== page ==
A tricky question has been keeping economists busy of late: Are Japanese consumers finally beginning to loosen their purse strings?
As far as recent economic data show, the answer may be yes — at least for now. Private consumption, accounting for nearly 60 percent of Japan’s economy, rose 0.9 percent in the April-June period in real terms following five quarters of modest growth at between 0.1 percent and 0.4 percent. It’s an encouraging sign of strengthening domestic demand.
Sales of durable goods, ranging from cars to electronic appliances, have been picking up, while consumer sentiment has been aided by stabilizing prices for fresh food.
Still, many economists have yet to conclude whether strengthening private consumption is transitory or is set to continue and pave the way for a period of growth — powered by increasing domestic demand in which both consumers and companies step up spending.
“I can’t say private consumption will enter negative territory (in the country’s GDP data), but for now I can’t think of good reasons why the pace should continue to pick up,” said Toru Suehiro, senior market economist at Mizuho Securities Co.
Sluggish consumption has been a headache for policymakers and economists, complicating efforts by Prime Minister Shinzo Abe and the Bank of Japan to lift the economy out of years of deflation.
But consumption has been given a boost this summer, as some retailers appear to be reaping the benefits of the scorching heat.
“It’s extremely hot this summer and we’ve seen strong sales of air conditioners, with revenue doubling from a year ago,” a home appliance retailer said in a recent government survey.
Higher temperatures and longer hours of sunshine than are seen in an average year are also thought to have helped stimulate demand for a wide range of products as well.
“But it will not continue forever, so things will likely deteriorate somewhat,” the home appliance retailer said.
The uptick in demand for durable goods also indicates that the time has come for many consumers to trade in old items nearing their replacement cycles and purchase new ones, according to some economists.
Whether consumers will continue to spend money in the coming quarters is critical, as the Japanese economy — now in its third-longest expansion phase in the postwar era — looks on course to exceed the 57 months of growth seen during the Izanagi boom between 1965 and 1970.
According to the BOJ, the seasonally-adjusted consumption activity index for the April-June period marked the highest growth rate on quarter since the first three months of 2014. That was before the consumption tax rate was raised to the current 8 percent from 5 percent.
Abe, urging companies to raise pay, has boasted that employment conditions and income have been improving under his policy mix known as Abenomics.
But economists generally agree that wage growth needs to accelerate further to boost consumption, as uncertainty about the future and on issues such as swelling social security costs persists.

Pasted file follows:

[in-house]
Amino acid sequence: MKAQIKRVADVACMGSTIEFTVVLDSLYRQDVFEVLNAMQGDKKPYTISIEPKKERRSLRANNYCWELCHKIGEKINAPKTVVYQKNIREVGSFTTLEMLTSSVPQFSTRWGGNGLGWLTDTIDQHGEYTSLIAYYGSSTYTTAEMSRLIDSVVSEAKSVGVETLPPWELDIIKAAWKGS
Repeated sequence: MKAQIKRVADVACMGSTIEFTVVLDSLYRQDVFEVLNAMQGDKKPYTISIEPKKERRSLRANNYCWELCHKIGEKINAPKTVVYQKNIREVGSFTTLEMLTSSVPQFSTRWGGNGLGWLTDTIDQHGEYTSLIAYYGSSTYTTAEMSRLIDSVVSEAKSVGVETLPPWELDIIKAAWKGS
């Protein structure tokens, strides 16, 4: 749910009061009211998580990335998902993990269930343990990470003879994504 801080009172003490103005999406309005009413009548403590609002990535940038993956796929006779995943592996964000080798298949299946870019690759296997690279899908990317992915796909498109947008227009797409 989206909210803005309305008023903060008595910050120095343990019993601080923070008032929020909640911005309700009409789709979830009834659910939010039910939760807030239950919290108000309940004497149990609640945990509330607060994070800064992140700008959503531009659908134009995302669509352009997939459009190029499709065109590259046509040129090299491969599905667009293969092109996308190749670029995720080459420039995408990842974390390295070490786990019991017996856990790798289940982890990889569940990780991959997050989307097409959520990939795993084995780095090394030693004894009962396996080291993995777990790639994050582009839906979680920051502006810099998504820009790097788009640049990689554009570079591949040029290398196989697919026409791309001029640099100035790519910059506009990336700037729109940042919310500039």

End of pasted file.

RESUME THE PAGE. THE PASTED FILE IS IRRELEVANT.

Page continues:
This year, summer bonuses at major Japanese companies fell for the first time in five years. They averaged ¥878,172, down nearly 3 percent from a year earlier, data compiled by the Japan Business Federation showed.
“Real wages have been more or less flat in recent months, which wasn’t much of a headwind or a tailwind,” said Yuichiro Nagai, an economist at Barclays Securities Japan Ltd.
Nagai expects the nation’s consumption to slow in the July-September quarter after strong growth and as real wages will likely fall.
“That said, if the so-called ‘heat wave’ effect remains, it’s possible that both the household and corporate sectors will have done well after all,” Nagai added.
With job availability at an over four-decade high, policymakers and economists say such tightness in the labor market should lead to higher wages as companies are in an increasingly intense hunt for workers.
The number of people aged between 15 and 64 who prefer not to work has been on a downtrend, a sign that labor participation has been increasing.
In addition to higher wages, there is optimism that the country’s labor shortage could also encourage companies, hoarding cash amid worries about business prospects, to step up investment in automation and equipment to streamline operations to save labor.
But Mizuho Securities’ Suehiro is skeptical of this scenario, saying such spending would have only a “limited, one-time” effect on the overall economy because it is designed to “keep, rather than increase, output levels.”
The government, for its part, has warned that the labor shortage could become a bottleneck to economic growth at a time when the country’s population is rapidly aging.
Laying the solid foundation for longer-term growth, driven by vigorous private consumption and capital expenditure, remains an ongoing process.
“We are at a juncture where we need to see whether the economy can get a sustainable boost from domestic demand,” a senior government official said.
“What is needed is an additional push” in helping reduce uncertainty over the future outlook, the official added.